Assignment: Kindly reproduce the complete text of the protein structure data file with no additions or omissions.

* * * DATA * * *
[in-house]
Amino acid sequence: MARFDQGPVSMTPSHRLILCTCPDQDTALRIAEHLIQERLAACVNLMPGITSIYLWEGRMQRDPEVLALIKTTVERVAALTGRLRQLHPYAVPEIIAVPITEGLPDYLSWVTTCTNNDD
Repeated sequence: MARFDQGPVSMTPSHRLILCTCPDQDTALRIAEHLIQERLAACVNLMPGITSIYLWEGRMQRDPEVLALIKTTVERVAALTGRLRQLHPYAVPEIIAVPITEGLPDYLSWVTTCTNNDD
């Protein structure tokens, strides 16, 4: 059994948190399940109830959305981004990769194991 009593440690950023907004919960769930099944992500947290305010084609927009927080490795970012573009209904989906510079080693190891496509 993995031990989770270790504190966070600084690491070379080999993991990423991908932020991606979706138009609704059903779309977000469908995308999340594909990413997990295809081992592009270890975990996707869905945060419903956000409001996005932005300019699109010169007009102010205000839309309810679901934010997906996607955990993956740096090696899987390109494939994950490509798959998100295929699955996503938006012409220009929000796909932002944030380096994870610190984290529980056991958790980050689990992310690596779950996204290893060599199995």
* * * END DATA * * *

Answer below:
[in-house]
Amino acid sequence: MARFDQGPVSMTPSHRLILCTCPDQDTALRIAEHLIQERLAACVNLMPGITSIYLWEGRMQRDPEVLALIKTTVERVAALTGRLRQLHPYAVPEIIAVPITEGLPDYLSWVTTCTNNDD
Repeated sequence: MARFDQGPVSMTPSHRLILCTCPDQDTALRIAEHLIQERLAACVNLMPGITSIYLWEGRMQRDPEVLALIKTTVERVAALTGRLRQLHPYAVPEIIAVPITEGLPDYLSWVTTCTNNDD
């Protein structure tokens, strides 16, 4: 059994948190399940109830959305981004990769194991 009593440690950023907004919960769930099944992500947290305010084609927009927080490795970012573009209904989906510079080693190891496509 993995031990989770270790504190966070600084690491070379080999993991990423991908932020991606979706138009609704059903779309977000469908995308999340594909990413997990295809081992592009270890975990996707869905945060419903956000409001996005932005300019699109010169007009102010205000839309309810679901934010997906996607955990993956740096090696899987390109494939994950490509798959998100295929699955996503938006012409220009929000796909932002944030380096994870610190984290529980056991958790980050689990992310690596779950996204290893060599199995």